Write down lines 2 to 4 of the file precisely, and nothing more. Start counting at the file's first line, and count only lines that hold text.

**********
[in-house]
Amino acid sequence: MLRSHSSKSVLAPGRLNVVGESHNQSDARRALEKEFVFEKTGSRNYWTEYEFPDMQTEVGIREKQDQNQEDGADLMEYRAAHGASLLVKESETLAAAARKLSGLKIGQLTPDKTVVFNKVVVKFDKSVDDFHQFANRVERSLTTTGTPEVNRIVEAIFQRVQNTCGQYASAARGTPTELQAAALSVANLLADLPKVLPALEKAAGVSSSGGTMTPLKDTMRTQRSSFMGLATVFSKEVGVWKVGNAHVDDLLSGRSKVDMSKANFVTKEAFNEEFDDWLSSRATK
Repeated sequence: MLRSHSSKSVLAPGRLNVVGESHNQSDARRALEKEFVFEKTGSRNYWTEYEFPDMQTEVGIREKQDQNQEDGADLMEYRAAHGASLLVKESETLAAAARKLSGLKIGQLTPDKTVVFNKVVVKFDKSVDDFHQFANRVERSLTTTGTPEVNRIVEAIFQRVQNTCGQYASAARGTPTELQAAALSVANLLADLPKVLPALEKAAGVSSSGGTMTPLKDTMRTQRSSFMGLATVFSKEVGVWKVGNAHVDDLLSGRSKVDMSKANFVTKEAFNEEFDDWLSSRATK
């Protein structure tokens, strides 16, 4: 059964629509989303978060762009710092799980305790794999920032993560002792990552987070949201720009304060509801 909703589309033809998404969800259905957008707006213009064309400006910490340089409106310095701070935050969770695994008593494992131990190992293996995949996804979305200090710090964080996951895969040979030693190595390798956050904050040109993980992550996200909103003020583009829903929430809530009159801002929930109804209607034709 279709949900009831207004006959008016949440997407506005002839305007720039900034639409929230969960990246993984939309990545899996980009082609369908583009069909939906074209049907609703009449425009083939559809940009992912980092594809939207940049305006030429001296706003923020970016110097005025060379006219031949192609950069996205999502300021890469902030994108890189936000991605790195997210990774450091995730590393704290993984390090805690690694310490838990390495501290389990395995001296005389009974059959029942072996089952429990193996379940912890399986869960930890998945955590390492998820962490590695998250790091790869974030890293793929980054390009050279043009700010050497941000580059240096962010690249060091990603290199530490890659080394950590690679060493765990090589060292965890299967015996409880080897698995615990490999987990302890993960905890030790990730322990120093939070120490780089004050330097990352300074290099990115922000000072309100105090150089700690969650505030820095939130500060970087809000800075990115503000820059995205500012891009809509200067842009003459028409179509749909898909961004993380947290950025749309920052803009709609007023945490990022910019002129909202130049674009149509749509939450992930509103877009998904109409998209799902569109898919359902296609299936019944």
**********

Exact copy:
Amino acid sequence: MLRSHSSKSVLAPGRLNVVGESHNQSDARRALEKEFVFEKTGSRNYWTEYEFPDMQTEVGIREKQDQNQEDGADLMEYRAAHGASLLVKESETLAAAARKLSGLKIGQLTPDKTVVFNKVVVKFDKSVDDFHQFANRVERSLTTTGTPEVNRIVEAIFQRVQNTCGQYASAARGTPTELQAAALSVANLLADLPKVLPALEKAAGVSSSGGTMTPLKDTMRTQRSSFMGLATVFSKEVGVWKVGNAHVDDLLSGRSKVDMSKANFVTKEAFNEEFDDWLSSRATK
Repeated sequence: MLRSHSSKSVLAPGRLNVVGESHNQSDARRALEKEFVFEKTGSRNYWTEYEFPDMQTEVGIREKQDQNQEDGADLMEYRAAHGASLLVKESETLAAAARKLSGLKIGQLTPDKTVVFNKVVVKFDKSVDDFHQFANRVERSLTTTGTPEVNRIVEAIFQRVQNTCGQYASAARGTPTELQAAALSVANLLADLPKVLPALEKAAGVSSSGGTMTPLKDTMRTQRSSFMGLATVFSKEVGVWKVGNAHVDDLLSGRSKVDMSKANFVTKEAFNEEFDDWLSSRATK
């Protein structure tokens, strides 16, 4: 059964629509989303978060762009710092799980305790794999920032993560002792990552987070949201720009304060509801 909703589309033809998404969800259905957008707006213009064309400006910490340089409106310095701070935050969770695994008593494992131990190992293996995949996804979305200090710090964080996951895969040979030693190595390798956050904050040109993980992550996200909103003020583009829903929430809530009159801002929930109804209607034709 279709949900009831207004006959008016949440997407506005002839305007720039900034639409929230969960990246993984939309990545899996980009082609369908583009069909939906074209049907609703009449425009083939559809940009992912980092594809939207940049305006030429001296706003923020970016110097005025060379006219031949192609950069996205999502300021890469902030994108890189936000991605790195997210990774450091995730590393704290993984390090805690690694310490838990390495501290389990395995001296005389009974059959029942072996089952429990193996379940912890399986869960930890998945955590390492998820962490590695998250790091790869974030890293793929980054390009050279043009700010050497941000580059240096962010690249060091990603290199530490890659080394950590690679060493765990090589060292965890299967015996409880080897698995615990490999987990302890993960905890030790990730322990120093939070120490780089004050330097990352300074290099990115922000000072309100105090150089700690969650505030820095939130500060970087809000800075990115503000820059995205500012891009809509200067842009003459028409179509749909898909961004993380947290950025749309920052803009709609007023945490990022910019002129909202130049674009149509749509939450992930509103877009998904109409998209799902569109898919359902296609299936019944």